Bloomin’ Brands Inc., parent to the Outback Steakhouse and Carrabba’s Italian Grill chains, downgraded expectations for the year Tuesday after reporting disappointing second-quarter results that reflected declining dinner traffic.

Macroeconomic headwinds in Korea, one of Outback’s largest international markets, also took a toll during the quarter. However, the casual-dining steakhouse is going strong in Brazil, where the company plans to start building sister brand Carrabba’s next year.

Liz Smith, chairman, president and chief executive of Tampa, Fla.-based Bloomin’ Brands Inc., said the company expected a recovery in the second quarter, following a rough first quarter that was hindered by severe winter weather. However, the recovery didn’t happen.

Instead, the multiconcept operator saw sales shift from dinner to lunch, as Outback, Carrabba’s and Bonefish Grill — which previously only offered dinner — continue to roll out offers for midday meals.

At the end of the quarter, about 56 percent of Outback locations and 51 percent of Carrabba’s units offered weekday lunch. All Bonefish Grill locations now offer lunch on Saturdays.

Smith said a certain amount of cannibalization was expected, and lunch is performing well. The company may add the daypart to more than the 50- to 60-percent of locations originally scheduled to offer lunch.

Still, strategies are in place to address declining dinner traffic, she said.

“Success at dinner in this category is about balancing high-quality, craveable cuisine that we do better than anyone else, whether it’s steak, Italian or seafood, with menu innovation and variety to drive frequency,” said Smith. “We have strong brands, high customer loyalty and the right strategy to restore our dinner business momentum.”

At Outback, for example, the company plans to double down on “maintaining our steak authority,” with new limited-time offers, plate presentations and marketing, she said.

At Carrabba’s, the new menu introduced earlier this year has been well received by customers, but did not significantly impact traffic, she said.

“It is clear that we did not go far enough in the menu relaunch to address consumers’ desire for lightness and variety on weekday dining occasions,” said Smith. “We were more cautious than we should have been and are rectifying that with additional menu enhancement.”

Bonefish Grill introduced a new menu in early July, and more changes are planned for the bar menu, Smith said.

Meanwhile, the company continues to build its presence overseas, in Brazil, Korea and, more recently, China.

The joint venture acquisition of restaurants in Brazil, a booming market for Outback, is paying off, said Smith. The company plans to double the number of steakhouse restaurants there over the next three years.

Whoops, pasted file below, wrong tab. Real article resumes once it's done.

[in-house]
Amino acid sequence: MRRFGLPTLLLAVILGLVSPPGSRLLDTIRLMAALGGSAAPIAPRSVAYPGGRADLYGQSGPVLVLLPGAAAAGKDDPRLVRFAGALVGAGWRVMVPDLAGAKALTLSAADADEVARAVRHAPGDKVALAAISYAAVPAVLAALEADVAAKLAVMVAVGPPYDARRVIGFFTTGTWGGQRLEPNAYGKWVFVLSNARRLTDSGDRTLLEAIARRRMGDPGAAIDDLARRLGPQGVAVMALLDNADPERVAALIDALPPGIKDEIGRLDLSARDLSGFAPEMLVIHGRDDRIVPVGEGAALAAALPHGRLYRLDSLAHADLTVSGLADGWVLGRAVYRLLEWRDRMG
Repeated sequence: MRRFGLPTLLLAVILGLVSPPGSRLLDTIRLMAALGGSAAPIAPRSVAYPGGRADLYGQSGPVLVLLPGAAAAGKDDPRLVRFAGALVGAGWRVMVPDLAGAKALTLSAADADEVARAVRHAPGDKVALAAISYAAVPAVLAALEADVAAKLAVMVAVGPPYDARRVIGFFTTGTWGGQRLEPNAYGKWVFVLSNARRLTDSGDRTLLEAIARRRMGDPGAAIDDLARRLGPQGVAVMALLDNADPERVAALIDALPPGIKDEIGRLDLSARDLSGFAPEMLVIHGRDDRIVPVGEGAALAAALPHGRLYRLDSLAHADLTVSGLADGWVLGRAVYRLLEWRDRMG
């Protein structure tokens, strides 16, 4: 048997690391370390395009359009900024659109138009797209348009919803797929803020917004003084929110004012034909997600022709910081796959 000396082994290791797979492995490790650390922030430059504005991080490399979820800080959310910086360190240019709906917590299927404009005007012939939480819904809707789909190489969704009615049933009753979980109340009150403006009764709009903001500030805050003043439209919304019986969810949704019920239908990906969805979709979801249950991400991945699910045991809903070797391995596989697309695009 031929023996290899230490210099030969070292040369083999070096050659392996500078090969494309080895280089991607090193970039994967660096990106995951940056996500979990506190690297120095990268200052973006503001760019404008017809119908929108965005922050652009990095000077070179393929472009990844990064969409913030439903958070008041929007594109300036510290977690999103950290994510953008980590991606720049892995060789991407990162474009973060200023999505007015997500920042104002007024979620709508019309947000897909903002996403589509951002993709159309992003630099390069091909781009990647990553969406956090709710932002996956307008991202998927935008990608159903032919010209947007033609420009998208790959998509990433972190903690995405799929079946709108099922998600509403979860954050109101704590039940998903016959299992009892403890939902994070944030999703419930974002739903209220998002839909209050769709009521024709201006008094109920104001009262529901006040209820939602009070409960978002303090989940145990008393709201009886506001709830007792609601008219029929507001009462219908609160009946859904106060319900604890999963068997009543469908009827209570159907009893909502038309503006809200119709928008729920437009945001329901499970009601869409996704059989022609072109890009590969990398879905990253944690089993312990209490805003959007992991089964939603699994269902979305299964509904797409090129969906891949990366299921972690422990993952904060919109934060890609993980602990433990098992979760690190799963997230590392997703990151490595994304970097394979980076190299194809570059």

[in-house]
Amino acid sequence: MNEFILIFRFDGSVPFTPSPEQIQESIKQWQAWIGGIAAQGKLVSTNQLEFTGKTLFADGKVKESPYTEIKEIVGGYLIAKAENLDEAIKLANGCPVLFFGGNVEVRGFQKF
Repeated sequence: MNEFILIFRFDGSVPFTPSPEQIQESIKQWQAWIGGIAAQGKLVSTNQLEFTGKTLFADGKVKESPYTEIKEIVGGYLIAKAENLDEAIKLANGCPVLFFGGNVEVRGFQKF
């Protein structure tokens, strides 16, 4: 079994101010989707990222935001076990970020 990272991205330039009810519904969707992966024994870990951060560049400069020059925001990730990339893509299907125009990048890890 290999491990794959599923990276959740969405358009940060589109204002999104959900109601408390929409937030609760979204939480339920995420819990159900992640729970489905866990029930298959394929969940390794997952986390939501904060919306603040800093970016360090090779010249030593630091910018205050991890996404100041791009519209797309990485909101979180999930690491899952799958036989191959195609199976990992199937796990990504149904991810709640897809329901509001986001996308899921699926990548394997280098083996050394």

In addition, Bloomin’ Brands will bring Carrabba’s to Brazil for the first time, with the first restaurant scheduled to open in 2015.

China is another “big opportunity,” Smith said. Over the last 18 months, three restaurants have opened there, with another two scheduled to open this fall.

However, economic trouble in Korea has hurt sales there. Casual dining as a whole has seen sales plummet 20 percent during the second quarter in Korea, at a time when the number of casual-dining restaurants built over the past six years has grown by 88 percent, resulting in aggressive discounting in a battle for market share.

“We recognize that to differentiate ourselves in this environment, we must undergo a major brand refresh focused on value, innovation and investment in our restaurants,” said Smith.

For the second quarter ended June 29, Bloomin’ Brands reported net income of $27.7 million, or 21 cents per share, compared with $76.5 million, or 58 cents per share, a year ago.

Revenue increased 9 percent, to $1.1 billion, boosted in part by a 0.6-percent increase in same-store sales among company-owned domestic concepts, though traffic was flat.

At company-owned Outback Steakhouse locations in the U.S., same-store sales rose 0.9 percent, while traffic inched up 0.3 percent.

Bonefish Grill reported a same-store sales increase of 0.3 percent, despite a 0.4-percent decline in guest traffic.

Same-store sales fell 1.2 percent at Carrabba’s domestic company-owned locations. Traffic fell 1.2 percent.

Higher-end Fleming’s Prime Steakhouse & Wine Bar recorded a 3.6-percent increase in same-store sales. Traffic climbed 0.8 percent.

For the year, Bloomin’ Brands expects same-store sales for company-owned domestic locations to be flat to up 1 percent. Previously, the company projected an increase between 1 percent and 2 percent.

Bloomin’ Brands operates and franchises more than 1,500 restaurants in 48 states, Puerto Rico, Guam and 21 foreign countries.

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